“In the last year, with increased electricity prices, war in Ukraine, more expensive petrol and diesel and increased food prices, we have experienced a very large increase. The organisations come to us and collect food. We are struggling to get protein-rich dinner food for everyone who needs it and have to distribute it among those who pick it up. It is hard for them,” Anne Merete Pedersen from the Food Banks Norway in Rogaland County told the paper. 

Typically, Norway is known for its steady economy, large wages and high standard of living, so to many, it may seem surprising that the use of food banks is on the up- even with the cost of living soaring across Europe. 

So, how much poverty is there in the Nordic country known for its wealthy residents? 

Poverty can be hard to pin down, especially in a country known for such high salaries. Therefore the best metric to measure poverty in Norway would be relative poverty. Relative poverty is measured in relation to the majority of the population in a country. One who is significantly worse off than most people in a nation can be considered to be in relative poverty.

According to estimates from the UN, around 10 percent of the population in Norway lives below the relative poverty line. This is defined as those who earn less than 60 percent of the median income. Norway’s median income is around 45,830 kroner per month, according to Statistics Norway. 

READ MORE: Six apps to help you save money on your food shopping in Norway

Based on those numbers, those with incomes of less than 27,498 kroner can be considered to be in relative poverty. This figure may seem high compared to the poverty level in other countries, but Food Banks Norway writes that those in poverty in Norway still face adverse effects.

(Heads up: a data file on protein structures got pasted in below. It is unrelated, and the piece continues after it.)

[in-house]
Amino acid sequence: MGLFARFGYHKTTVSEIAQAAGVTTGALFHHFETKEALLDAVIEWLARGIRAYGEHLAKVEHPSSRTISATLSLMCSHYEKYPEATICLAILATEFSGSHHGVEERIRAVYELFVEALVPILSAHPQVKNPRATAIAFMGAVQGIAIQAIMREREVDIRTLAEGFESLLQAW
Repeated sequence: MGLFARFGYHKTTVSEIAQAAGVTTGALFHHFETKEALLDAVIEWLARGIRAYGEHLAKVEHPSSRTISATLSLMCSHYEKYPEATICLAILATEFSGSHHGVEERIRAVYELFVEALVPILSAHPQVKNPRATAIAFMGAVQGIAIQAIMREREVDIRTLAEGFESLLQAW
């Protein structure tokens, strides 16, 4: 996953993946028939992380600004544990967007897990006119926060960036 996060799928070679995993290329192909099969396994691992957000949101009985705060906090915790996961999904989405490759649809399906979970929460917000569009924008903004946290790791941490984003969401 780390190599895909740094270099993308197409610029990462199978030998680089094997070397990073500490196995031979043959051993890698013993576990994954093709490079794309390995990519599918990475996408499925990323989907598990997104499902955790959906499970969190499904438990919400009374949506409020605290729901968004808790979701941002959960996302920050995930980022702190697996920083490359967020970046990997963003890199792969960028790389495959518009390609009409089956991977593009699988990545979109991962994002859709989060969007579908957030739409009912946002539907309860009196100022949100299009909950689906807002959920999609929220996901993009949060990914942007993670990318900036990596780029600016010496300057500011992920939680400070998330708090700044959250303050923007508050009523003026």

“Poverty in Norway is not life-threatening, but you are at risk of both malnutrition and psychological problems,” it writes on its website. 

Furthermore, relative poverty also means not having access to the same standard of living as the rest of society due to their economic situation. 

For example, 4.5 percent of people in Norway can’t afford to replace ruined or worn-out clothing, while 3.6 percent of those over 16 would have difficulty paying for a dentist, according to Statistics Norway.  

Who is most likely to be in poverty in Norway

Refugees and immigrants with a non-western background are those most likely to be in relative poverty, according to Food Banks Norway

In 2021, a report from Statistics Norway also found that the number of children from low-income households was increasing. The report found that one in ten children lived in a household with a persistently low income. A persistently low income was a household that earned below the national median income for three years. 

Approximately half of these children from persistently low-income households were also from an immigrant background. 

Is poverty on the rise in Norway? 

Statistics Norway’s figures indicate that the number of children growing up in relative poverty is on the up. 

People in Norway are also feeling the squeeze due to rising inflation and energy prices. A report from the analysis institute Consumption Research Norway (SIFO) at Oslo Metropolitan University concludes that one in three homes in Norway have worse finances now than they did in January this year.

The ability to pay bills, interests and loan repayments is meanwhile cited as a problem for one in four of all households.

This is all in addition to the increased use of food banks in Norway.